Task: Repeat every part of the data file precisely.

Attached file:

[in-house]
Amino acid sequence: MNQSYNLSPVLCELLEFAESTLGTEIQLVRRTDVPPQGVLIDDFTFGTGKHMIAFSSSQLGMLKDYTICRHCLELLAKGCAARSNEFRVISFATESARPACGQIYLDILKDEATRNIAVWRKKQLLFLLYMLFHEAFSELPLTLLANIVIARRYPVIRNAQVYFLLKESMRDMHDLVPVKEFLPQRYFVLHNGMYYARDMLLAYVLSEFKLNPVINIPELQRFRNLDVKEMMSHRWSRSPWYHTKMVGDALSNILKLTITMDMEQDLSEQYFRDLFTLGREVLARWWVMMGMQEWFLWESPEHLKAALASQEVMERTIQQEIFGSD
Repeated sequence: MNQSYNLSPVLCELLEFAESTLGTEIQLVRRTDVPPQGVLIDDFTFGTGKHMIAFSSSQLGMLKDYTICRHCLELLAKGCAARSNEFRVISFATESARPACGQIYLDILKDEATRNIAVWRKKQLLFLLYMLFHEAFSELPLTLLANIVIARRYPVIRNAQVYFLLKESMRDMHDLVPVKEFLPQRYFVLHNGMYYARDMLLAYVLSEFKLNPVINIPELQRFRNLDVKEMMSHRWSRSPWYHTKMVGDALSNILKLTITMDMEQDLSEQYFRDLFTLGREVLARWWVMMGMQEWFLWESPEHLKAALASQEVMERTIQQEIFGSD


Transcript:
[in-house]
Amino acid sequence: MNQSYNLSPVLCELLEFAESTLGTEIQLVRRTDVPPQGVLIDDFTFGTGKHMIAFSSSQLGMLKDYTICRHCLELLAKGCAARSNEFRVISFATESARPACGQIYLDILKDEATRNIAVWRKKQLLFLLYMLFHEAFSELPLTLLANIVIARRYPVIRNAQVYFLLKESMRDMHDLVPVKEFLPQRYFVLHNGMYYARDMLLAYVLSEFKLNPVINIPELQRFRNLDVKEMMSHRWSRSPWYHTKMVGDALSNILKLTITMDMEQDLSEQYFRDLFTLGREVLARWWVMMGMQEWFLWESPEHLKAALASQEVMERTIQQEIFGSD
Repeated sequence: MNQSYNLSPVLCELLEFAESTLGTEIQLVRRTDVPPQGVLIDDFTFGTGKHMIAFSSSQLGMLKDYTICRHCLELLAKGCAARSNEFRVISFATESARPACGQIYLDILKDEATRNIAVWRKKQLLFLLYMLFHEAFSELPLTLLANIVIARRYPVIRNAQVYFLLKESMRDMHDLVPVKEFLPQRYFVLHNGMYYARDMLLAYVLSEFKLNPVINIPELQRFRNLDVKEMMSHRWSRSPWYHTKMVGDALSNILKLTITMDMEQDLSEQYFRDLFTLGREVLARWWVMMGMQEWFLWESPEHLKAALASQEVMERTIQQEIFGSD